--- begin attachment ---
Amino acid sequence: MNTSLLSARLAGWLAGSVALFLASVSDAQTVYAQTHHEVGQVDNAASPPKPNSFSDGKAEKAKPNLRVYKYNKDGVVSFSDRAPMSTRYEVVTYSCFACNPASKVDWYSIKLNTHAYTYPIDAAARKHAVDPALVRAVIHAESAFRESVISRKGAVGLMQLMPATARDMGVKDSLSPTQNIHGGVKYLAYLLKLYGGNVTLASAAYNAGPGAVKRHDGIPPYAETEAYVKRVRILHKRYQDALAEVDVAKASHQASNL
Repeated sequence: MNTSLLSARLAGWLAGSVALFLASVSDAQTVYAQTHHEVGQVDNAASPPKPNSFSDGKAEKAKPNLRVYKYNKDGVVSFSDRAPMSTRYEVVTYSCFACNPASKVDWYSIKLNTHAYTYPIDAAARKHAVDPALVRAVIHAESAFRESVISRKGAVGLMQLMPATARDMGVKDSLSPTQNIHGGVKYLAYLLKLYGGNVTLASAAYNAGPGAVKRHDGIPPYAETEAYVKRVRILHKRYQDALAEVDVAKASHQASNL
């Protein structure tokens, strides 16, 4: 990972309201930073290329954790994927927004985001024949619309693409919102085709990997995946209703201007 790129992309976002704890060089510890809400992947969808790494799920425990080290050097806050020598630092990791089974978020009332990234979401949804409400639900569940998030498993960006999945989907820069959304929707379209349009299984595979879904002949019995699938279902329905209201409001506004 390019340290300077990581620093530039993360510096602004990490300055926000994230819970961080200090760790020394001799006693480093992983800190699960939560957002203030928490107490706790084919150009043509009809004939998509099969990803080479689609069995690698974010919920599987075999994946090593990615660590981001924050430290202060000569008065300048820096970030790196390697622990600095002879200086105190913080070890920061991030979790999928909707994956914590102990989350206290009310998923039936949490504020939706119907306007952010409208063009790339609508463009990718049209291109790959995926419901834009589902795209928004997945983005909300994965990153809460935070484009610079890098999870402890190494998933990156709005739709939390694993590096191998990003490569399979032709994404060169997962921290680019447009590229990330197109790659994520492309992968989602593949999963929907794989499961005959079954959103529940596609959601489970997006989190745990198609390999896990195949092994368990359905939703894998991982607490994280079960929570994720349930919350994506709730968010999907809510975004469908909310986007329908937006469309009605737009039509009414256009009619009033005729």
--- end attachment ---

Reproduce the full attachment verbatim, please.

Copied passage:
Amino acid sequence: MNTSLLSARLAGWLAGSVALFLASVSDAQTVYAQTHHEVGQVDNAASPPKPNSFSDGKAEKAKPNLRVYKYNKDGVVSFSDRAPMSTRYEVVTYSCFACNPASKVDWYSIKLNTHAYTYPIDAAARKHAVDPALVRAVIHAESAFRESVISRKGAVGLMQLMPATARDMGVKDSLSPTQNIHGGVKYLAYLLKLYGGNVTLASAAYNAGPGAVKRHDGIPPYAETEAYVKRVRILHKRYQDALAEVDVAKASHQASNL
Repeated sequence: MNTSLLSARLAGWLAGSVALFLASVSDAQTVYAQTHHEVGQVDNAASPPKPNSFSDGKAEKAKPNLRVYKYNKDGVVSFSDRAPMSTRYEVVTYSCFACNPASKVDWYSIKLNTHAYTYPIDAAARKHAVDPALVRAVIHAESAFRESVISRKGAVGLMQLMPATARDMGVKDSLSPTQNIHGGVKYLAYLLKLYGGNVTLASAAYNAGPGAVKRHDGIPPYAETEAYVKRVRILHKRYQDALAEVDVAKASHQASNL
């Protein structure tokens, strides 16, 4: 990972309201930073290329954790994927927004985001024949619309693409919102085709990997995946209703201007 790129992309976002704890060089510890809400992947969808790494799920425990080290050097806050020598630092990791089974978020009332990234979401949804409400639900569940998030498993960006999945989907820069959304929707379209349009299984595979879904002949019995699938279902329905209201409001506004 390019340290300077990581620093530039993360510096602004990490300055926000994230819970961080200090760790020394001799006693480093992983800190699960939560957002203030928490107490706790084919150009043509009809004939998509099969990803080479689609069995690698974010919920599987075999994946090593990615660590981001924050430290202060000569008065300048820096970030790196390697622990600095002879200086105190913080070890920061991030979790999928909707994956914590102990989350206290009310998923039936949490504020939706119907306007952010409208063009790339609508463009990718049209291109790959995926419901834009589902795209928004997945983005909300994965990153809460935070484009610079890098999870402890190494998933990156709005739709939390694993590096191998990003490569399979032709994404060169997962921290680019447009590229990330197109790659994520492309992968989602593949999963929907794989499961005959079954959103529940596609959601489970997006989190745990198609390999896990195949092994368990359905939703894998991982607490994280079960929570994720349930919350994506709730968010999907809510975004469908909310986007329908937006469309009605737009039509009414256009009619009033005729």